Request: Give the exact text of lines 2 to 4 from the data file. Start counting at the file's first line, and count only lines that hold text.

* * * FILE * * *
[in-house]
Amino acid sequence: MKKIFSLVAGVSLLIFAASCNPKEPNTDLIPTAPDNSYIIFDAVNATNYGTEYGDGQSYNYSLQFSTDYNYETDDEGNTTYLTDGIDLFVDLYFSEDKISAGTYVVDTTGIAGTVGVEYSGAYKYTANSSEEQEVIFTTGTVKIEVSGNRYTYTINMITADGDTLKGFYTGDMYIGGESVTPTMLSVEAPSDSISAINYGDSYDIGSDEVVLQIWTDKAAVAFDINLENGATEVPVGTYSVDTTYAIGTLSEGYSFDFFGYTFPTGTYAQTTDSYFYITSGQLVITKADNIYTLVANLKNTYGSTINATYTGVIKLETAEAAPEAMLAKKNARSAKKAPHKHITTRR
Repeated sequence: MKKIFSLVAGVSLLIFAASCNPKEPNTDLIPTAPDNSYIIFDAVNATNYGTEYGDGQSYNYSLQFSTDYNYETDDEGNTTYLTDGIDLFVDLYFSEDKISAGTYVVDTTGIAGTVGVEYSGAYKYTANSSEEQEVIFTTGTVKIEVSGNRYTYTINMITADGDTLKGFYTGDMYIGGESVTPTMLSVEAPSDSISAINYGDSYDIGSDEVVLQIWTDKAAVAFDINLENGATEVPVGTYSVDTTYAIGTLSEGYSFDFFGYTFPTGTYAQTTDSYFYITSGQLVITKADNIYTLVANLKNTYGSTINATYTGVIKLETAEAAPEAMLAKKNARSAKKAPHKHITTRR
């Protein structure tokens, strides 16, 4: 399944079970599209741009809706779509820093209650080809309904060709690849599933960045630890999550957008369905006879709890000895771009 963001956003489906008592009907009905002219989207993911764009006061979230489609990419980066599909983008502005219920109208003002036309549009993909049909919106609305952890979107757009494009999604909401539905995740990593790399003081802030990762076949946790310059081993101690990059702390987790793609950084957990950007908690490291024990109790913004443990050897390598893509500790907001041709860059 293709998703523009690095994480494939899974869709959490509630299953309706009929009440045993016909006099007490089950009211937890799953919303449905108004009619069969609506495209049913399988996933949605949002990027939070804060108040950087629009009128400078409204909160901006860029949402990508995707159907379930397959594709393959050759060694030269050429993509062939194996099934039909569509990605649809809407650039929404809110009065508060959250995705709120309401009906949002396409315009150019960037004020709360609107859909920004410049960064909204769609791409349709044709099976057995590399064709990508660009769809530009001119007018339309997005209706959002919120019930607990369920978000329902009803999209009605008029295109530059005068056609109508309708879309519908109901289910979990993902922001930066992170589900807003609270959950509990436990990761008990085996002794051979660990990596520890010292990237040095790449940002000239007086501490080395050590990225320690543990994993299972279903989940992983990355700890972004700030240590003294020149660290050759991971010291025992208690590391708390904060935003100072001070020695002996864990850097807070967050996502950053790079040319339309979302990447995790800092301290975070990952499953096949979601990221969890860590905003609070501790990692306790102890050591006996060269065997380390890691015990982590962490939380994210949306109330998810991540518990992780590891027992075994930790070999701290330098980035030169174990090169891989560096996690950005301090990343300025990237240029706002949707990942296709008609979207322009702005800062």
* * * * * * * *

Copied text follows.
Amino acid sequence: MKKIFSLVAGVSLLIFAASCNPKEPNTDLIPTAPDNSYIIFDAVNATNYGTEYGDGQSYNYSLQFSTDYNYETDDEGNTTYLTDGIDLFVDLYFSEDKISAGTYVVDTTGIAGTVGVEYSGAYKYTANSSEEQEVIFTTGTVKIEVSGNRYTYTINMITADGDTLKGFYTGDMYIGGESVTPTMLSVEAPSDSISAINYGDSYDIGSDEVVLQIWTDKAAVAFDINLENGATEVPVGTYSVDTTYAIGTLSEGYSFDFFGYTFPTGTYAQTTDSYFYITSGQLVITKADNIYTLVANLKNTYGSTINATYTGVIKLETAEAAPEAMLAKKNARSAKKAPHKHITTRR
Repeated sequence: MKKIFSLVAGVSLLIFAASCNPKEPNTDLIPTAPDNSYIIFDAVNATNYGTEYGDGQSYNYSLQFSTDYNYETDDEGNTTYLTDGIDLFVDLYFSEDKISAGTYVVDTTGIAGTVGVEYSGAYKYTANSSEEQEVIFTTGTVKIEVSGNRYTYTINMITADGDTLKGFYTGDMYIGGESVTPTMLSVEAPSDSISAINYGDSYDIGSDEVVLQIWTDKAAVAFDINLENGATEVPVGTYSVDTTYAIGTLSEGYSFDFFGYTFPTGTYAQTTDSYFYITSGQLVITKADNIYTLVANLKNTYGSTINATYTGVIKLETAEAAPEAMLAKKNARSAKKAPHKHITTRR
């Protein structure tokens, strides 16, 4: 399944079970599209741009809706779509820093209650080809309904060709690849599933960045630890999550957008369905006879709890000895771009 963001956003489906008592009907009905002219989207993911764009006061979230489609990419980066599909983008502005219920109208003002036309549009993909049909919106609305952890979107757009494009999604909401539905995740990593790399003081802030990762076949946790310059081993101690990059702390987790793609950084957990950007908690490291024990109790913004443990050897390598893509500790907001041709860059 293709998703523009690095994480494939899974869709959490509630299953309706009929009440045993016909006099007490089950009211937890799953919303449905108004009619069969609506495209049913399988996933949605949002990027939070804060108040950087629009009128400078409204909160901006860029949402990508995707159907379930397959594709393959050759060694030269050429993509062939194996099934039909569509990605649809809407650039929404809110009065508060959250995705709120309401009906949002396409315009150019960037004020709360609107859909920004410049960064909204769609791409349709044709099976057995590399064709990508660009769809530009001119007018339309997005209706959002919120019930607990369920978000329902009803999209009605008029295109530059005068056609109508309708879309519908109901289910979990993902922001930066992170589900807003609270959950509990436990990761008990085996002794051979660990990596520890010292990237040095790449940002000239007086501490080395050590990225320690543990994993299972279903989940992983990355700890972004700030240590003294020149660290050759991971010291025992208690590391708390904060935003100072001070020695002996864990850097807070967050996502950053790079040319339309979302990447995790800092301290975070990952499953096949979601990221969890860590905003609070501790990692306790102890050591006996060269065997380390890691015990982590962490939380994210949306109330998810991540518990992780590891027992075994930790070999701290330098980035030169174990090169891989560096996690950005301090990343300025990237240029706002949707990942296709008609979207322009702005800062």